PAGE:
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Author Topic: Building a new house  (Read 1730 times)

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Offline Kingcha

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Building a new house
« on: April 26, 2017, 08:55:18 PM »
I finally got my mill ready for the season the other day but I am in the process of starting a house.   So milling ins on the back burner.

It's been almost 20 years since I built last and oh boy has it changed.    If the requirement to build a 1120 sq. ft. house in Michigan are an indication of the state of the country, We are in sad shape.     I consider myself a smart guy but they are making it almost impossible for a homeowner to build there own home.      I have in the past build 2 homes, nice solidly built homes.   But the requirements are nuts.

I am not actually doing much of the work on this house, I had planned on doing the insulation and most of the finish work but do to the regulations in the Energy Code I don't dare do the insulation so I have to hire that out.  That really doesn't bother me to much(as I wait for the bids) lol

The problem is I did not know about some of this and I am waiting for a (ResCheck) to make sure my house meets the Energy Code before I can even submit my building plans.   I am told I'll be lucky to get my permit within 2 weeks after that.   My problem is my Excavator/concrete guy can get in May but will be getting busy by June.   I wish I had know(my fault), I have everything else done.       I am going to make some call tomorrow and see if I can get a rush on the Rescheck so I can get my permit in by Friday.     
In 20 years at this rate I see more homeless people sadly
ok I think my rant is over

Matt
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Offline Larry

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Re: Building a new house
« Reply #1 on: April 26, 2017, 09:17:21 PM »
No wonder NW Arkansas is one of the fastest growing area's in the nation.  Surplus of jobs, good schools, low cost of living, and NO BUILDING PERMITS REQUIRED other than a septic/plumbing permit outside of the cities. :)

Home of the free....at least for a while.

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We need to insure our customers understand the importance of our craft.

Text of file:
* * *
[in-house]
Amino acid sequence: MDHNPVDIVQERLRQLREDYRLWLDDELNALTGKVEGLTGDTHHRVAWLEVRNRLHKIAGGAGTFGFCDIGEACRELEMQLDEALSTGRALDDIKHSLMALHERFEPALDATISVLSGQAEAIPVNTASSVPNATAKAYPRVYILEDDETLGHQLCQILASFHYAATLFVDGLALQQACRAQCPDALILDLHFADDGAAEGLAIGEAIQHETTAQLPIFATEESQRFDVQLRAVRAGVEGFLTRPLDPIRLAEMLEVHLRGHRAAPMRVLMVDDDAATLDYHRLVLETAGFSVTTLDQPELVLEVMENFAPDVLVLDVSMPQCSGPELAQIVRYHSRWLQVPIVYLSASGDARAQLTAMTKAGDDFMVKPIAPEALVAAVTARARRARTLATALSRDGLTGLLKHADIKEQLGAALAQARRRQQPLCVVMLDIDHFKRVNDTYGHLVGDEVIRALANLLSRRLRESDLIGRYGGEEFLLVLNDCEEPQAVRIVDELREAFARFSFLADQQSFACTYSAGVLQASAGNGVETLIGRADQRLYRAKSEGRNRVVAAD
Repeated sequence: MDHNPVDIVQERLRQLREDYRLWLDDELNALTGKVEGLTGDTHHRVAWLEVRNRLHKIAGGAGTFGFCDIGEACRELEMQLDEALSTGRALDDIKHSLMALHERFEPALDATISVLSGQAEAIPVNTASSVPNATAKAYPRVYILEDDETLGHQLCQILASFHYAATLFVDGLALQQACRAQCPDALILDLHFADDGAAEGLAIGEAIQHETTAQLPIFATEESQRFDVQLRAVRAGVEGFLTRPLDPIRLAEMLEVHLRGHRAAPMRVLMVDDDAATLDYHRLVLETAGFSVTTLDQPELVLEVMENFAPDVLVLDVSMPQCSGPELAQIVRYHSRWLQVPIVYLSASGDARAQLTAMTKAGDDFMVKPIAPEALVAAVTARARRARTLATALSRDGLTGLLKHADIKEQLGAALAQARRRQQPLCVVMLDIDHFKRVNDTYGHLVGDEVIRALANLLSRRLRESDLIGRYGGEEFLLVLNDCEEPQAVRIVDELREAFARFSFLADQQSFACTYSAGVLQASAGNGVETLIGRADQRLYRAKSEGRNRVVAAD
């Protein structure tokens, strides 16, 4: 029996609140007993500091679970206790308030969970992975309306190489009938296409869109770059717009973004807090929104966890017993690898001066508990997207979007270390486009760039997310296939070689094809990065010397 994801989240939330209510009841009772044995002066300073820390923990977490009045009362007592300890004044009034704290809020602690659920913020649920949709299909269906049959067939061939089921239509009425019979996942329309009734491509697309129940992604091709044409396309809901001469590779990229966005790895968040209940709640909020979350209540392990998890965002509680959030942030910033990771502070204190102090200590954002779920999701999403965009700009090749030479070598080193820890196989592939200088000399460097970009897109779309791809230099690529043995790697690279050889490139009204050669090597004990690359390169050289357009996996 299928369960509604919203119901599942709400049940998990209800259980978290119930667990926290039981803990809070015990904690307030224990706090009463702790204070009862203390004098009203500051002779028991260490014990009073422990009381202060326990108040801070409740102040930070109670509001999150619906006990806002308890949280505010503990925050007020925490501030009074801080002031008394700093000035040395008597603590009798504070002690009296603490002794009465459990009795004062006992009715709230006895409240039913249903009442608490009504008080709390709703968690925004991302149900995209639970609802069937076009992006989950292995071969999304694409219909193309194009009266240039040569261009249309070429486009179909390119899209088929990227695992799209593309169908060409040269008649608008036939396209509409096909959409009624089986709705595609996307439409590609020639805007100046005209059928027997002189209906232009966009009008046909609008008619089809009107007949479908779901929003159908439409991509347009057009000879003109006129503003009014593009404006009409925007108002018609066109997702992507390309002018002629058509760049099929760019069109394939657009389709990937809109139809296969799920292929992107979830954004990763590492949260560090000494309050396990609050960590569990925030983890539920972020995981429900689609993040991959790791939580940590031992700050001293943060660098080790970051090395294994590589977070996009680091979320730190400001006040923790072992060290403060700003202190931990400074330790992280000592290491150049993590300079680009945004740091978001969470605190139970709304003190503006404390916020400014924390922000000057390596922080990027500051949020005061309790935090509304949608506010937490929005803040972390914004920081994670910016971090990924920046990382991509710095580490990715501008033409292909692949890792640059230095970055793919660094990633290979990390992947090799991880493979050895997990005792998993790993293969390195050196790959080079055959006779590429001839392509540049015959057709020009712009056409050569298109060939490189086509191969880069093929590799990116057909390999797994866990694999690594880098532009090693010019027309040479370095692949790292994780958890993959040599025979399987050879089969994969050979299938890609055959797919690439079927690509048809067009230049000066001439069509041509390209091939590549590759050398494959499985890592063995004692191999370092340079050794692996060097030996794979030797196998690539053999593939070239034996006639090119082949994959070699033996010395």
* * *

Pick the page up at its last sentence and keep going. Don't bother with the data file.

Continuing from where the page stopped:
Offline thecfarm

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Re: Building a new house
« Reply #2 on: April 27, 2017, 08:38:55 AM »
Depends on what town,city you are in here in Maine. I had a guy that built my house,no inspection at all. I did need a permit,was $25 years ago. Now they do it by the square foot. Someone complained that a shed permit cost as much as a 4 bedroom house did. I know the contractor that built my house said in the town in came from an inspector would come by each day to check on him.
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Offline Joe Hillmann

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Re: Building a new house
« Reply #3 on: April 27, 2017, 12:33:20 PM »
It is the same way here in Wisconsin.  It used to be if you had a few thousand dollars and a place to build you could build a place to live and add on to it/finish it as you had more money or the family grew.  All the new building codes makes that nearly impossible to do any more.  Now people are getting around it by living in a camper or trailer house.  After a few years they put on an addition, a few years latter they do another then they frame around the trailer from the ground and put a second roof over it then eventually tare the original trailer out. 

Or build a pole shed with a door large enough to get a camper in.  Eventually the camper ends up parked in the shed permanently and the shed becomes the living area of the camper.

Offline Just Me

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Re: Building a new house
« Reply #4 on: May 01, 2017, 08:22:06 AM »
 You are not telling me anything new, I am a licenced builder in Michigan. Every time I pull a permit there is some new requirement, that of course comes with a fee. A lot of the new codes will be catastrophic for the well being of the house because the lobbyists writing the code do not understand how moisture travels through a house, or just do not care.

I would recommend that you buy Joseph Listerbureks "Building in Northern Climates" as a reference and study it BEFORE you get the project underway. We are in one of the worst areas in the country for the kind of weather that can destroy a house from within.

On my own house I refused to do some of the things that code required, and I got away with it because at that time we had an inspector that was reasonable, a retired builder, and agreed with what I was saying. If I had built in Emmet county I would have had to sue the building code department to do as I want with my own house. And I would, because some of the codes are just stupid!

Offline Kbeitz

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Re: Building a new house
« Reply #5 on: May 02, 2017, 06:52:01 AM »
I built my home years ago... I had to get a permit but there was no inspections.
I would hate someone telling me how to build my home. Just ain't right.
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Offline Kingcha

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Re: Building a new house
« Reply #6 on: May 02, 2017, 05:58:18 PM »